Cover V01, I02
Listing 1
Sidebar 1


Security and Electronic Mail

R. King Ables

The rts (for Return To Sender) script in Listing 1 responds much like the Post Office does when it receives mail with the wrong name or address: it returns the message to the sender along with notification of why it is being returned. You can use this script in several ways:

  • You can tell the sender that the intended address no longer works at your site and, optionally, provide a corrected e-mail address. In addition, if you have the intended receiver's new address, you can send a message with the source address so that he/she may try to reach the sender directly. This is certainly more informative than the average mailer daemon message, but it still avoids forwarding the actual message, for internal as well as external users.

  • You can also use rts to tell senders that the address they've used was not precise enough (e.g., "smith") and to provide a list of people they might be trying to reach along with the appropriate addresses for each. This feature, along with a "dummy" alias, could also be used to auto reply to standard queries (for example to automatically mail your company's on-line catalog to anyone requesting it).

    We use rts with the sendmail(8) mail transport system (a mailer originating with BSD and used on Suns and many other common platforms). It should be usable with other mailers as well. If your mailer system adds header lines or changes the standard header lines, you may need to account for that. In general, you should define an alias for any name which is to trigger rts and have the alias pipe the contents of the mail message into the rts script. In our /etc/aliases file (for sendmail) we define an alias like this:

    username: "|/usr/local/etc/rts username"

    where "username" is the account name to be aliased. In this case, rts is located in /usr/local/etc, but it should be put wherever your local system administration tools are kept.

    When mail for username is received, it will be piped into the rts script with username used as the first argument. rts will generate a return message to the sending user. The return message will include the original message and an appropriate informative message for that particular address.

    In the case where a user has left, we use a message of the form:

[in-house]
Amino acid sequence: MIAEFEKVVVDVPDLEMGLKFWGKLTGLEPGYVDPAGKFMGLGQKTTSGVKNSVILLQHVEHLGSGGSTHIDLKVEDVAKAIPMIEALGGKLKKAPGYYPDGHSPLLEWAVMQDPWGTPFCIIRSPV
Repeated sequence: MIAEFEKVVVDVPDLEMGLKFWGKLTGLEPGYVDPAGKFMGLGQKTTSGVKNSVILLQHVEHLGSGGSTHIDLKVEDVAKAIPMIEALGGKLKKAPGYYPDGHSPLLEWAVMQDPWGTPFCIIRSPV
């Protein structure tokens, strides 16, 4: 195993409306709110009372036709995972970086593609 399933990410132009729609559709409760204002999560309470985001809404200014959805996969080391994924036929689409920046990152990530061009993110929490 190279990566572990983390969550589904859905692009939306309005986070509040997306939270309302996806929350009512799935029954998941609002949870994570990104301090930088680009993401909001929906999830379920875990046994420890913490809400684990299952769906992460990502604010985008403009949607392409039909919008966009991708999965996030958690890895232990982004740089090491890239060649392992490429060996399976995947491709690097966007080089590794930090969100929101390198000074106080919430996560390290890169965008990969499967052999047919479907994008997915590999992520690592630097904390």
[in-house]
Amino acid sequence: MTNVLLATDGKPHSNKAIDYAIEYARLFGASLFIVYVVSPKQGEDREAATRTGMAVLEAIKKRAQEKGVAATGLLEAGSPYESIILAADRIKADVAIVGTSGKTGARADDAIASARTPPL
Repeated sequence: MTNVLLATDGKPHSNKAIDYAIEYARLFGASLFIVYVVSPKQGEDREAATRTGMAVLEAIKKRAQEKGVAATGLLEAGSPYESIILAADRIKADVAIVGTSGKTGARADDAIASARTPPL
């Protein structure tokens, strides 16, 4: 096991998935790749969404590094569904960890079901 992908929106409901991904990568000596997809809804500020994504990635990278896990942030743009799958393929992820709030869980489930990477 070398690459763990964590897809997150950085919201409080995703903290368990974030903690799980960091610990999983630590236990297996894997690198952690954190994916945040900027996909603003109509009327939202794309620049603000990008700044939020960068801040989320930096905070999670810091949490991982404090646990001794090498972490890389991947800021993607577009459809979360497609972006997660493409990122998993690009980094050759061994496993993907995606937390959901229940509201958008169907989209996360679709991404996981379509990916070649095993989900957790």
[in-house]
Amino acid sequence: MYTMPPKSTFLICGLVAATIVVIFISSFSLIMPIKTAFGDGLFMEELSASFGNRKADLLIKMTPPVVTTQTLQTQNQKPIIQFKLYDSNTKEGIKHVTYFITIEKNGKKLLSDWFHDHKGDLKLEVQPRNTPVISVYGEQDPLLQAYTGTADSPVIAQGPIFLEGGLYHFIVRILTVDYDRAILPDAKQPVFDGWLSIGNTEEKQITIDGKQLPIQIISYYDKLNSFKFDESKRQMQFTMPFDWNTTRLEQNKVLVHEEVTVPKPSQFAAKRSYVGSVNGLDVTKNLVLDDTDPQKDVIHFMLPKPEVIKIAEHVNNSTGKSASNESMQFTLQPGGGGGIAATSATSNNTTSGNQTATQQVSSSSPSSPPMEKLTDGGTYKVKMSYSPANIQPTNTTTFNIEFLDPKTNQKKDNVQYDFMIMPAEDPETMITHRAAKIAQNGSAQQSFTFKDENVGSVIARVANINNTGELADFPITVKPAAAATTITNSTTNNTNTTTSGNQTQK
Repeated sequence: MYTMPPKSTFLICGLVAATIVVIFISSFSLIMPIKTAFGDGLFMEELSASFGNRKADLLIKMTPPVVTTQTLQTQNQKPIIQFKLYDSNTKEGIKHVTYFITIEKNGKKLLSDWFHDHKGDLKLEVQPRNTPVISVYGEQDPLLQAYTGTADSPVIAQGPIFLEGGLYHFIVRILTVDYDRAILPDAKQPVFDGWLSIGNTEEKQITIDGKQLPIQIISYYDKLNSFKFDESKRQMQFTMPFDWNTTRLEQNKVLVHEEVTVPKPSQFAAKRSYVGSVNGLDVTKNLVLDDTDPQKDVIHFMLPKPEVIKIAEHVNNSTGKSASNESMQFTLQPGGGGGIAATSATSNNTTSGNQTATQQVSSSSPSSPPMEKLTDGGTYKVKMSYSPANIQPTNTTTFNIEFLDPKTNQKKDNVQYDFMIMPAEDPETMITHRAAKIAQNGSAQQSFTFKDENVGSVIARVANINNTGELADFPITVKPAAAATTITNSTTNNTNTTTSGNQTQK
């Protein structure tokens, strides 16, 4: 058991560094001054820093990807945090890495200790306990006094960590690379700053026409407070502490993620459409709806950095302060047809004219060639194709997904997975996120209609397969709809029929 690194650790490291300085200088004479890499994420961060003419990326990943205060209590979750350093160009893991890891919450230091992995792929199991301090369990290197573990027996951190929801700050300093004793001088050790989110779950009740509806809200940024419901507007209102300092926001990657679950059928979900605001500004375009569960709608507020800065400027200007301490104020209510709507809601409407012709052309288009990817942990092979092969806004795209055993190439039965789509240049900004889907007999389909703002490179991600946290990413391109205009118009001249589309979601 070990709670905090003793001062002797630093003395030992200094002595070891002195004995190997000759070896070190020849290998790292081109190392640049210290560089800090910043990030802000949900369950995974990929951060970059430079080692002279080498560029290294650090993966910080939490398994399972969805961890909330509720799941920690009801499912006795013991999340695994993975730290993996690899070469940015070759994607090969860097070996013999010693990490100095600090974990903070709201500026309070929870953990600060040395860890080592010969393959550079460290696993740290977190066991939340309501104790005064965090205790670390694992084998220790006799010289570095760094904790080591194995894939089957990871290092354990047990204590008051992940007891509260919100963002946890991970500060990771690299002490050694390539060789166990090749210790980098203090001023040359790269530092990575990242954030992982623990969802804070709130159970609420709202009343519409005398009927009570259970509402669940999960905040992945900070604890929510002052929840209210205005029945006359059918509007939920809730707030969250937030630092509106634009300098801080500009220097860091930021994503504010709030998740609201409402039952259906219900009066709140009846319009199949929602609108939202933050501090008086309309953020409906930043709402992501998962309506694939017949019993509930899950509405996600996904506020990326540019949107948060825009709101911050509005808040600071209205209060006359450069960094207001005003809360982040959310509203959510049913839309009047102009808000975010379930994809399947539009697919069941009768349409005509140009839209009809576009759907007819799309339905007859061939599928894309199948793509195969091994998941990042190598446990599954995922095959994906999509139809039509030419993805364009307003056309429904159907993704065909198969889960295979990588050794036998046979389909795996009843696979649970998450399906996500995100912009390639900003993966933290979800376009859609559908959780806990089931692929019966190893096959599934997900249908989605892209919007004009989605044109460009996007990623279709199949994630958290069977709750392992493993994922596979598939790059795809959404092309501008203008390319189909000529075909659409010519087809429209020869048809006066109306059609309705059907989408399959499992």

"As of 01-April-92, Joe User is no longer at XYZ Widgets, Inc. If you wish to contact him by electronic mail, you may reach him at [new e-mail address]. You may also contact him by phone at [new phone #]. Your message is being returned to you by an automatic process so you may resend it if you wish. No human was involved in returning your message to you."

    These messages are put in /usr/local/lib/rts in files named for each user for whom you want to provide the reply service.

    You can also use rts to point e-mail correspondents to more specific addresses. For example, if your site had several users named smith, you could define an alias for "smith" as:

    smith: "|/usr/local/etc/rts smith"

    and create a file /usr/local/lib/rts/smith containing:

    "You have sent a message to This is not sufficient to reach anyone here. We are automatically returning your message to you so you can resend it to the correct party. Please select an address from the list of possible meanings below:

    Bob Smith bob Jane Smith jsmith Janet Smith janet John Smith jrs Wanda Smith wanda"

    To automatically return an on-line company catalog, establish an alias of "catalog" and put the catalog in the /usr/local/lib/rts/catalog file.

    Using rts, it is possible to help internal as well as external users be sure they send messages to the correct place the first time, before sensitive information winds up in the wrong place.

    About the Author

    King Ables has been a UNIX user since 1980 and has been managing systems or developing system management and networking tools since 1983. He is currently doing system and network management development for HaL Computer Systems in Austin, TX.